Thirdhand smoke is the newly formed toxins from tobacco smoke that remain on furniture, in cars, on clothing and on other surfaces long after smokers have finished their cigarettes. And according to a study in the American Journal of Physiology, researchers at the Los Angeles Biomedical Research Institute at Harbor-UCLA Medical Center found that prenatal exposure to toxic components of thirdhand smoke can have as serious or an even more negative impact on an infants’ lung development as exposure to smoke once a baby is born.
Never heard of it? Thirdhand smoke is aged secondhand smoke, and it attaches to the surfaces in homes and other surroundings. Thirdhand smoke is composed of smaller, ultrafine particles with a greater molecular weight that, researchers now believe, could pose a greater asthma hazard in children than even firsthand or secondhand smoke. Touching surfaces contaminated with thirdhand smoke, as well as ingesting dust containing the superfine particles of thirdhand smoke, are the most likely major pathways for exposure to these toxins.
“Thirdhand smoke is a stealth toxin because it lingers on the surfaces in the homes, hotel rooms ... and cars used by smokers where children, the elderly, and other vulnerable people may be exposed to the toxicants without realizing the dangers,” says Dr. Virender Rehan, one of the study’s authors.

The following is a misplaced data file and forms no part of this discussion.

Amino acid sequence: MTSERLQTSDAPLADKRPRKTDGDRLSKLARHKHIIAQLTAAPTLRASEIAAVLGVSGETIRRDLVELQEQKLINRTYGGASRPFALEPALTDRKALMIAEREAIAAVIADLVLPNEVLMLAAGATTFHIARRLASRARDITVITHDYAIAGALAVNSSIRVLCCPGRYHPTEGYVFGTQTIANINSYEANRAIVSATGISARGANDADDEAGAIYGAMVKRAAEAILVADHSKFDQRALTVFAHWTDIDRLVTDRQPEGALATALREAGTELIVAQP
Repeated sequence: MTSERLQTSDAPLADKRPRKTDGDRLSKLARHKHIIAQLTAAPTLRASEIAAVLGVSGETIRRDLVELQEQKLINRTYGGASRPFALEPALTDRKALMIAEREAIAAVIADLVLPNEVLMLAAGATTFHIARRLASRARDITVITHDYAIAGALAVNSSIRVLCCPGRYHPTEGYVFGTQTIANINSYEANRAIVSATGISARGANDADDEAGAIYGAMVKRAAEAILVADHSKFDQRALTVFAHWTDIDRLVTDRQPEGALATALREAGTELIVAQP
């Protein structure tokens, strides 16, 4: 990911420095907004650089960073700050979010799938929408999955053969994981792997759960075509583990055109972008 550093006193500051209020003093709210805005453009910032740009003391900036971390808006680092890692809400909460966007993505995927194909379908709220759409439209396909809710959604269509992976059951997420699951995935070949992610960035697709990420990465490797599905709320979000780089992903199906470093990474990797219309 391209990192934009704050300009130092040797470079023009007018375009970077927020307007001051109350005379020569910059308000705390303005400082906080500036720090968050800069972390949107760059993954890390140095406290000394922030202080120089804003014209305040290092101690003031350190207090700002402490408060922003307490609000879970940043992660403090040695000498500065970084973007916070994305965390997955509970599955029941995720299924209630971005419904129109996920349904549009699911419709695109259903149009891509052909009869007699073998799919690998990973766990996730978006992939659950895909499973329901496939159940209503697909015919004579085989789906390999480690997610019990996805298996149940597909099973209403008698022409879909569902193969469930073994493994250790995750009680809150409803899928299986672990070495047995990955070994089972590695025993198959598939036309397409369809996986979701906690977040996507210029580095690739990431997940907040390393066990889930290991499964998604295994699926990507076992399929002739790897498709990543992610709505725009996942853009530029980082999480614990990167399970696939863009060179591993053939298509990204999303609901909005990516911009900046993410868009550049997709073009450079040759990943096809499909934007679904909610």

Got a smoker in your household? Even if the smoker doesn’t light up anywhere near you, “children and pregnant mothers in busy households are especially susceptible to thirdhand smoke exposure because they could touch or breathe in the toxic substances from contaminated surfaces,” says Dr. Rehan. “Among infants, it has been found that the rate of ingesting dust is more than twice that of adults, making babies especially vulnerable to the effects of thirdhand smoke.”
Rehan advises pregnant women to “avoid homes and other places where thirdhand smoke is likely to be found [in order to] protect their unborn children against the potential damage these toxins can cause to the developing infants’ lungs,” citing that nicotine levels are six times lower among infants living in homes with strict no-smoking policies.